Even though ebooks cost more to provide, there are a number of advantages for patrons. Ebooks can be used immediately by users inside your library and from anywhere they have web access. Ebooks are also ready to use as soon as they are purchased without the need for processing or shelving.

SLV has over a million print books and is continuing to add to this collection. Not all books are available as ebooks or on the platforms that the library is using.  So at this stage, the State Library of Victoria will continue to be a hybrid library of print and electronic resources.

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Text to speech – supporting online information access http://slav.global2.vic.edu.au/2014/02/12/text-to-speech-supporting-online-information-access/ http://slav.global2.vic.edu.au/2014/02/12/text-to-speech-supporting-online-information-access/#comments Wed, 12 Feb 2014 04:52:46 +0000 http://slav.global2.vic.edu.au/?p=14623 There are a growing number of online tools to support students in need of literacy support. As part of a new series on web based literacy aids, this post from Catherine Hainstock talks about how text-to-speech programs can support students’ reading online.

Implementation of the Australian Curriculum  is in full swing across the nation and as a result schools are committing more resources towards their Literacy programs. The demands and opportunities for TL’s to support this literacy focus may vary, but as information specialists our core business is to ensure our students can effectively find and interact with information.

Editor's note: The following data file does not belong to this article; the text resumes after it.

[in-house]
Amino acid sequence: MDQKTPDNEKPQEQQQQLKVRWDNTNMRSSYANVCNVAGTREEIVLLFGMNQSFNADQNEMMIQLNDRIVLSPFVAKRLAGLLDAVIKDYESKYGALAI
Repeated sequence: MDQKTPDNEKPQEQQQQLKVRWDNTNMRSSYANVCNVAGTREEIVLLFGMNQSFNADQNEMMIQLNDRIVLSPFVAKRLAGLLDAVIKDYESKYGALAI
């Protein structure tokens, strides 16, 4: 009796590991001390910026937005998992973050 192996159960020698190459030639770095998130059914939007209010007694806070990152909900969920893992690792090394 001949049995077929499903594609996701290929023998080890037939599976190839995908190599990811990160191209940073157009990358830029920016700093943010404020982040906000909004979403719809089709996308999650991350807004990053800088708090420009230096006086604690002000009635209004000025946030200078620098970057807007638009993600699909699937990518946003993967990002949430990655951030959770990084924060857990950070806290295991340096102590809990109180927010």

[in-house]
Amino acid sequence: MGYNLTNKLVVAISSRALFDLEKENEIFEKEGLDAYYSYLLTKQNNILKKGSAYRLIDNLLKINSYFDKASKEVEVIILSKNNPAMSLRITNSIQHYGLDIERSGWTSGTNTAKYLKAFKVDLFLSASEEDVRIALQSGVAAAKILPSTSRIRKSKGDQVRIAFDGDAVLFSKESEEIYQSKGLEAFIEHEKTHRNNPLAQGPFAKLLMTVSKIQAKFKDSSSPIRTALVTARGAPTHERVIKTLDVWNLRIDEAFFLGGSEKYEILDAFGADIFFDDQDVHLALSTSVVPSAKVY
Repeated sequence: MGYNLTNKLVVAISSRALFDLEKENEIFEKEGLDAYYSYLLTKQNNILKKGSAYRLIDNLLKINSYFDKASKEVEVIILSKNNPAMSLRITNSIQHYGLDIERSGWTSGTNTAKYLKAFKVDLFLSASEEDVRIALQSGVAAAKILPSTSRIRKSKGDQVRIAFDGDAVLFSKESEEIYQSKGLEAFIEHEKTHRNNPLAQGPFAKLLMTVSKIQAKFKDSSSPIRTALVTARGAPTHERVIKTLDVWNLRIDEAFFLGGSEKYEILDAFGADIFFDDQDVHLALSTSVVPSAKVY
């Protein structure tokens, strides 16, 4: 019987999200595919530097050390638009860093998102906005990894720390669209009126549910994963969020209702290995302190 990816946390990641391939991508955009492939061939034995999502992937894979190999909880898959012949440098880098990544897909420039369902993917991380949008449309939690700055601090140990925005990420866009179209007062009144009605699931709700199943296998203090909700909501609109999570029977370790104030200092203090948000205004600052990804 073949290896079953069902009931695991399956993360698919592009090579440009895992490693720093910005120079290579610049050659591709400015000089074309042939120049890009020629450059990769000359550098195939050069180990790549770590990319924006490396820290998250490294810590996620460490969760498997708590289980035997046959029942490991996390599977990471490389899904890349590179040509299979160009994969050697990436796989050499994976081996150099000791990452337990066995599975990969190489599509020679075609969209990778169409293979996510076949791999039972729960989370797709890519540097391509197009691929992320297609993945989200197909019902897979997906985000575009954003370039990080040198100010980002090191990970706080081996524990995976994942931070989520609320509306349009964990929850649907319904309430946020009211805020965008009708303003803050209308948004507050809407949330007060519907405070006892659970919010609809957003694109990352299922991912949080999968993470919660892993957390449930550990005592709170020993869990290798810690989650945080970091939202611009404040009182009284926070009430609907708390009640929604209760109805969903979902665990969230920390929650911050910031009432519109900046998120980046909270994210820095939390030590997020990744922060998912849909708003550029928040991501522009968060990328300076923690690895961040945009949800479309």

After giving a brief demonstration on advanced Google searching to our school’s Literacy Support teacher, I wondered about other ways to improve access to online information for students who may be struggling. Many of the mainstream tools students use for accessing information such as Google Search and Wikipedia do not support students with literacy needs as well as they could. There are a number of ways we can help improve this experience. First I turned my attention to browsers; I found they offered very different experiences and levels of assistance. Text-to-Speech support is available on most browsers (you can read about the options here). When I tried them I found:

  • Bing relies on Microsoft Window’s software being installed on your computer. The system was complicated and required a lot of reading to work out. The version we had installed on our computers used a very robotic voice